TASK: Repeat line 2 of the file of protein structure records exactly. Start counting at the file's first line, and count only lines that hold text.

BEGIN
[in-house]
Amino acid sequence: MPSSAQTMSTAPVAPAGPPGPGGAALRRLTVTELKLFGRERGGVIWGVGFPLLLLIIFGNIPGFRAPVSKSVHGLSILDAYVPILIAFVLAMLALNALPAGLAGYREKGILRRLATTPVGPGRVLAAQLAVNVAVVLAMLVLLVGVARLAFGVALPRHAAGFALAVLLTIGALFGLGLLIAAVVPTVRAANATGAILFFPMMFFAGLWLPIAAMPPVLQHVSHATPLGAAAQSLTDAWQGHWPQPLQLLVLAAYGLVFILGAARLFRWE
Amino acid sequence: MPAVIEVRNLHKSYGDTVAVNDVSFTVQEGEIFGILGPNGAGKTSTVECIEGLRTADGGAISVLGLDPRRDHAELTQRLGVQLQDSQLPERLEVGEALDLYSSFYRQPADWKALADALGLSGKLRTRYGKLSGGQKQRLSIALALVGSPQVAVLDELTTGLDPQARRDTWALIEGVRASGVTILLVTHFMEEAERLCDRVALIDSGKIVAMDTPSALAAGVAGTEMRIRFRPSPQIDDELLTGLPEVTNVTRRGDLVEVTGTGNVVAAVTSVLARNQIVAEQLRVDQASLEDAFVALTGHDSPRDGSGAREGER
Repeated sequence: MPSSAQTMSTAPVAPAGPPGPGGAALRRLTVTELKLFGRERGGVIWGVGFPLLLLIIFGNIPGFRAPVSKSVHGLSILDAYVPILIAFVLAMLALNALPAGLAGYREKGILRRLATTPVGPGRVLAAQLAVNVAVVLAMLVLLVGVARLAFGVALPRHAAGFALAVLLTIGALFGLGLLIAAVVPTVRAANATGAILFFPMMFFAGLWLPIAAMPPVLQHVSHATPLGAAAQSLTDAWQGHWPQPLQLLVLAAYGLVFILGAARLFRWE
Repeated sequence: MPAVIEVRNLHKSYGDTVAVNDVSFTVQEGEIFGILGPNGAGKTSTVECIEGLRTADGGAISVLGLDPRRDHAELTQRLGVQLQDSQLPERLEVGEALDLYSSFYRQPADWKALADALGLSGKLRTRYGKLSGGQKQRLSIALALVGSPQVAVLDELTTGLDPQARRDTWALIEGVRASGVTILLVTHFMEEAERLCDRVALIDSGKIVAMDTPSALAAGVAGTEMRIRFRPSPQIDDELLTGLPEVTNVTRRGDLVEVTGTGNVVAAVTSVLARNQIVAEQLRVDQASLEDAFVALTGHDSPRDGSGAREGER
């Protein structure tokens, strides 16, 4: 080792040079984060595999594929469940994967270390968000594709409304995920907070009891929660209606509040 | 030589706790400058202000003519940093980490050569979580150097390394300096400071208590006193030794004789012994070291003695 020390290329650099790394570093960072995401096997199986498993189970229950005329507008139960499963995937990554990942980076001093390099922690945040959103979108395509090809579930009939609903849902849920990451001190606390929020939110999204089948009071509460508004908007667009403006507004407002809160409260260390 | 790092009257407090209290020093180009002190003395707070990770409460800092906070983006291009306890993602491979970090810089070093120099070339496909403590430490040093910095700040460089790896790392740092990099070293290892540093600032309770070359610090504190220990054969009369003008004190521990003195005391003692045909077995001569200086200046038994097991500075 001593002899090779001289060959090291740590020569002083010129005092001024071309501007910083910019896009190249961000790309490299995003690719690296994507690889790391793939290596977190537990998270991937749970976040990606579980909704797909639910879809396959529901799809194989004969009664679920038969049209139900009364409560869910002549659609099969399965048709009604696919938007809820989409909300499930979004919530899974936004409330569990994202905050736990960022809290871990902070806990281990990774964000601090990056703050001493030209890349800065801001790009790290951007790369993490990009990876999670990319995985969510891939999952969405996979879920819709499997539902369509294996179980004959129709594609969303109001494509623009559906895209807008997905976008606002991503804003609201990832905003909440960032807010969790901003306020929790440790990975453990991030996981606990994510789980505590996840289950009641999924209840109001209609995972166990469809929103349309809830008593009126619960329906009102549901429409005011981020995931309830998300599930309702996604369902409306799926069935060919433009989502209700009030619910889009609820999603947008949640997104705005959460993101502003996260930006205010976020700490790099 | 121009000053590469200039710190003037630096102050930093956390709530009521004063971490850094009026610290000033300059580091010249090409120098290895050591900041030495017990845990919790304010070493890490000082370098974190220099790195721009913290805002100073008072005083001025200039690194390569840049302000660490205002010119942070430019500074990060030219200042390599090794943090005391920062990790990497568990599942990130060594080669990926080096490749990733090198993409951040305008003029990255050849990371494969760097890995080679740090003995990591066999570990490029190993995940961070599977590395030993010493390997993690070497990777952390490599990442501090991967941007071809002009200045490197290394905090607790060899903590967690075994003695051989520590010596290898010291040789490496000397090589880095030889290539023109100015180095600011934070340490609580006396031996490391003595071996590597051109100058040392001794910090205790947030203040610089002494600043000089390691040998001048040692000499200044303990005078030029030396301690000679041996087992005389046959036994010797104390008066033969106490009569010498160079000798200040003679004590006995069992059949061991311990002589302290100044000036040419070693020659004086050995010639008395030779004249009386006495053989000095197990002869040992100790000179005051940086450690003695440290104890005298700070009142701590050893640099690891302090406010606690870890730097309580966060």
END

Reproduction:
Amino acid sequence: MPSSAQTMSTAPVAPAGPPGPGGAALRRLTVTELKLFGRERGGVIWGVGFPLLLLIIFGNIPGFRAPVSKSVHGLSILDAYVPILIAFVLAMLALNALPAGLAGYREKGILRRLATTPVGPGRVLAAQLAVNVAVVLAMLVLLVGVARLAFGVALPRHAAGFALAVLLTIGALFGLGLLIAAVVPTVRAANATGAILFFPMMFFAGLWLPIAAMPPVLQHVSHATPLGAAAQSLTDAWQGHWPQPLQLLVLAAYGLVFILGAARLFRWE